Justice is that what happened is not all that there is. I love my baby, my family. I love my matchbooks, my marbles, my buttons, my fabric scraps, the artists I know in the streets here. I love my old perfume bottles, the smell of my dog, the way the sunlight glitters in the afternoons in Tanzania. I love the persistent little birds who sing because they can. I love the Wachowski sisters. I love Linkin Park and Eminem and Lady Gaga. I love Nora Roberts and Quentin Tarantino and Guy Ritchie. I love my aya (housekeeper) Olipa. I love the people in this world who persist, who get up after being kicked in the face. I love children who dare. I love people who choose. I love what is real, what is true, the things that I perceive that make my heart sing. That love is 99.9% of justice. God’s justice is mercy. Chris Hedges, one of the most important believers in this century, writes that the real horror in American ghettos, where he tried to begin his career as a priest, before shifting radically into a different form of ministry, the real horror is meeting people who have nothing to love.
I worked in the ghettos. Chris Hedges is right. The terror is meeting children who, at 13, have nothing to lose. Hard children are terrifying, children whose hearts I could not touch because their betrayal had been too great already. That should have been me. But it wasn’t. That’s justice.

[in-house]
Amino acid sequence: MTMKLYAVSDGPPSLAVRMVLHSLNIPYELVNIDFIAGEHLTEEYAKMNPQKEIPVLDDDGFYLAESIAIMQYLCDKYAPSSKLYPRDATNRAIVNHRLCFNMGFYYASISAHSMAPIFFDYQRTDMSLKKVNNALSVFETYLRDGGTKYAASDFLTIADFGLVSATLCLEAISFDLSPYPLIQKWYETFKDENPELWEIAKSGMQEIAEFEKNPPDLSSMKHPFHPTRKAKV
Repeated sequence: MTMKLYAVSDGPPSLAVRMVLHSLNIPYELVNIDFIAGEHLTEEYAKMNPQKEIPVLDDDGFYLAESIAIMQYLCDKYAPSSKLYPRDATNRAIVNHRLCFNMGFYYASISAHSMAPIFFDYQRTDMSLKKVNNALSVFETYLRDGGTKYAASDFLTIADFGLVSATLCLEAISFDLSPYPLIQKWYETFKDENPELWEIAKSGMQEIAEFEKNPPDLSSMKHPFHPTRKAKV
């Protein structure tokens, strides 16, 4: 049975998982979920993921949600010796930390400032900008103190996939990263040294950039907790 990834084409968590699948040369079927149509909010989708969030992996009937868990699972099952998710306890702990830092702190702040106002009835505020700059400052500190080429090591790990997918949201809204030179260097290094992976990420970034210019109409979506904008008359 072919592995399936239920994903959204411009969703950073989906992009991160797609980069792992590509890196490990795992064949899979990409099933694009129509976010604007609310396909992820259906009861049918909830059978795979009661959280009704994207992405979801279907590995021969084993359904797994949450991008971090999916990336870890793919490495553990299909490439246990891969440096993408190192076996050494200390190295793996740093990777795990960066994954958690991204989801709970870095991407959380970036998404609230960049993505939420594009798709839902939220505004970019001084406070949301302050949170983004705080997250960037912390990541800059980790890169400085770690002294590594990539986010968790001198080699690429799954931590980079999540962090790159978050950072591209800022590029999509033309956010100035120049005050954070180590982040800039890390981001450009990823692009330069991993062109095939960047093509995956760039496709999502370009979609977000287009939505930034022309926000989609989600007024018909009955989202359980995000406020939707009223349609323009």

God did not give us all notification of God’s existence in order to enslave, humiliate, or condemn us. God came to distribute mercy, to intervene, to sow love. How do I know if someone knows God? Someone knows God if they love, if they choose to love what they can, if they intervene to make peace, to cause clarity, I know they know God if love is what they will.
Here’s what else I know: I know that God loves people who perform abortions. God loves people who are transgender. God loves the people of Islam and Israel. God loves those who perform same sex marriage. God loves the people of Buddha and Krishna. God loves the people of North Korea and Saudi Arabia and Mexico and South Africa. God loves people who vote for any political candidate. God loves people who get divorced. And God loves people who murder. God loves people who are pedophiles and rapists. God loves. That’s justice.